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Good Gravy, No amount of money would get the landowners to sell? I guess the land is that important to those families. So, the Govt plan is to up the annual exposure so they can say everything is no immediate threat to human health. It's crazy..

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Utrack,

some actually believe in 50 years their grandchildren or great grandchildren will be able to live there again. For others, their families have lived there for hundreds of years and will never sell, whatever the price.

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Fadamor: you're assuming there will be conscientious/competent sorting of debris. Isn't that quite a leap of faith, given the events of the past 6 months?

The only viable answer is 100% containment.

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The government expressed a plan to buy all the land in the exclusion zone, but some owners have stated they won't sell?

Wow, those landowners must want the Govt to up the price they are offering to pay for the land , because there is no going back to that land in the No Go Zone.

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I think the suggestion to store the waste from the disaster and from the nuclear power plant inside the current 20 km exclusion zone, is a good one. A permanent storage for all the material from the power plant. Debris from Miyagi and Iwate. Soil from other contaminated parts of Fukushima.

The problem is land, or at least publicly owned land to store or land that owners are willing to sell. The government expressed a plan to buy all the land in the exclusion zone, but some owners have stated they won't sell?

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I meant to say radioactive and or toxic debris in Fukushima and other prefectures can be disposed of there as well.

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Well maybe it should be pointed out that the radioactive household waste ash in the Tokyo and Chiba facilities is a problem and it needs to be stored somewhere so why not the No Go Zone and the radioactive and toxic debris in Fukushima and other prefectures can be disposed of there as well.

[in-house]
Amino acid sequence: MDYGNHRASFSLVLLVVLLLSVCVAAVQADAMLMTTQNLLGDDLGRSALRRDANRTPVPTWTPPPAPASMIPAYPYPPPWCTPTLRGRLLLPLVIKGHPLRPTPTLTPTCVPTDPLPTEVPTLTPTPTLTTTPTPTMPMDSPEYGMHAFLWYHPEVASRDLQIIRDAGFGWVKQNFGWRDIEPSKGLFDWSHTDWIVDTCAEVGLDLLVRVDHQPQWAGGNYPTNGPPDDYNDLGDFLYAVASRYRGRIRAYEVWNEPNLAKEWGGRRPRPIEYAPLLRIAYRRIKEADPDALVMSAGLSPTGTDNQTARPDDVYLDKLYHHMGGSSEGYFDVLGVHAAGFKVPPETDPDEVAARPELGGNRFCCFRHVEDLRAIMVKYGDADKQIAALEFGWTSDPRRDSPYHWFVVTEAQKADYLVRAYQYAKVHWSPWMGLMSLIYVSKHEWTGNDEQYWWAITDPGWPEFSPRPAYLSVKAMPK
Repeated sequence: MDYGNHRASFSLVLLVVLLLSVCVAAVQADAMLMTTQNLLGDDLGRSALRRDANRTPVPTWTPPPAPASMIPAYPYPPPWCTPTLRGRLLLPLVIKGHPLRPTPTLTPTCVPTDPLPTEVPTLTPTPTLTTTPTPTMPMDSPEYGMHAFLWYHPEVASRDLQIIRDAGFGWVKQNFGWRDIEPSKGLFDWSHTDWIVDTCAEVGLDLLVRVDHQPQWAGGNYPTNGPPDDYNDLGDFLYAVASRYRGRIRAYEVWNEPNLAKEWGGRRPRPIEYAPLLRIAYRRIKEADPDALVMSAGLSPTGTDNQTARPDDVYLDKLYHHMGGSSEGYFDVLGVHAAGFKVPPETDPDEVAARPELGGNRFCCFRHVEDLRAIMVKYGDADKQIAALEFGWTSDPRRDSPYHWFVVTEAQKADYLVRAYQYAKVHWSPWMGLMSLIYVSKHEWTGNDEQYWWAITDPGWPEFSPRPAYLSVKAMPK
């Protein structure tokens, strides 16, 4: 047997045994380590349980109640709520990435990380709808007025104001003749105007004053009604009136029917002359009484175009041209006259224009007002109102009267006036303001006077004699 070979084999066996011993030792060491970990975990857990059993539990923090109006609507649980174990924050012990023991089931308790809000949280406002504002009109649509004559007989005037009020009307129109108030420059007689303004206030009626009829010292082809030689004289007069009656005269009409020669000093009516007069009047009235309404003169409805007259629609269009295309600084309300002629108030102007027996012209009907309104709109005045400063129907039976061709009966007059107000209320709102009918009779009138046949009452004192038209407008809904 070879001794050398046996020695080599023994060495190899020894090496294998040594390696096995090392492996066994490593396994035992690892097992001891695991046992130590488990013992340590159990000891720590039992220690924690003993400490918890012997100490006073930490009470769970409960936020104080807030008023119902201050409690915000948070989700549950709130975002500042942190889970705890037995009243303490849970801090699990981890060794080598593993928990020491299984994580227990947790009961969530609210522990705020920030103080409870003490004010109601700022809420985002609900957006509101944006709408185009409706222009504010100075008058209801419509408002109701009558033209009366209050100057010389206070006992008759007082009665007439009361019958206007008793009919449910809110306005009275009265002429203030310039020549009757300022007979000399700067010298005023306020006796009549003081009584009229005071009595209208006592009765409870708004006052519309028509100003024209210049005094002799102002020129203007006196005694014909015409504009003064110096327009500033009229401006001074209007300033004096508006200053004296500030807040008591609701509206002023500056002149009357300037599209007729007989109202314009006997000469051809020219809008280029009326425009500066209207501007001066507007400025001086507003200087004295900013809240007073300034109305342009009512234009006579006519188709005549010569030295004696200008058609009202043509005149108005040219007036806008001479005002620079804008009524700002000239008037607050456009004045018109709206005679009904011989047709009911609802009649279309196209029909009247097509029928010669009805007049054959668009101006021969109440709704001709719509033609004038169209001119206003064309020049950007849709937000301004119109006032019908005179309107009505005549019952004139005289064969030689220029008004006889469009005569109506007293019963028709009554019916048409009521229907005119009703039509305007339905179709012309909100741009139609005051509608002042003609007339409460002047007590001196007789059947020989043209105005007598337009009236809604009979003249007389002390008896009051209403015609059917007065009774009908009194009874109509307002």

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Well maybe it should be pointed out that the overwhelming majority of debris in the Tohoku region doesn't have radiation issues and could be safely dealt with by any of the normal disposal methods. Or perhaps you feel that the debris in and around Ishinomaki glows in the dark?

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@globalwatcher

This is bigger than just tourism. The only reason there are foreigners still in Japan is because they feel safe away from the Tohoku mess!

Bring any of that radioactive debris to their doorsteps and it will truly be the age of fly-jinism!

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@Smithinjapan

Good comments indeed ! Put the debris in front of each TEPCO office building across Japan.

Ideas : Both the Japanese & Russian authorities had, in the past months, voiced out joint development projects on the disputed territories.. here we go with the First JV project on the Northern territories / Kurils -- incinerators for treating the debris at premium handling charges. No S. Korean or Chinese companies would likely join the investment.

Single out the odd prefectures that are reportedly reluctant to participate in handling the debris -- treat or tricks -- put their names on the website. Then multiple their reconstruction contributions to the national solidarity funds.. Participate or pay !

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Who does this jacka$$ think he is? So when he succeeds in spreading the radioactive debris all across Japan and tourism tanks to nothing, not to mention exports from Japan being turned down, is he going to complain that people are discriminating against Japan? PUT THE DEBRIS IN THE AREA OUTSIDE THE NUCLEAR PLANT.

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Follow the money. What is Hosono's cut?

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LDP or DPJ two sides of the same coin............................

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now the DPJ has demonstrated how poor their leadership over the nation, i am afraid mr noda has got to pay the price of his popularity polls, this ridiculous demands will causing public resentment and anger!

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Honestly, this whole spread it around thing is insane. If the prefecture I live in even attempts to say yes I will start protests of my own - and don't doubt many would join. Keep it where it is.

Rebuild? Why? There was an article that 40% of the population would be gone in the area anyway. Relocate and start over. Save the tax payers the money, get the kids out of harm's way...

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@Herefornow - I like your way of thinking. Dump it all on the islands the Japanese are fighting with Russia and China over.

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Nice one NuckinFutz. Maybe we need one of those on this site too. 3 choices.

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Yes, this has to be (what else could it be ?) a plan to increase the levels of radioactive fallout in Japan as a whole.

What better way would there be for an evasion of responsibility by the government now or any future government?

In the future there will be cancers all over Japan rising at more or less the same rates in all prefectures.

No one prefecture would have recourse to a claim on the government.

Even if the people blamed the government , imagine the whole of the Japanese race filing a claim for legal redress?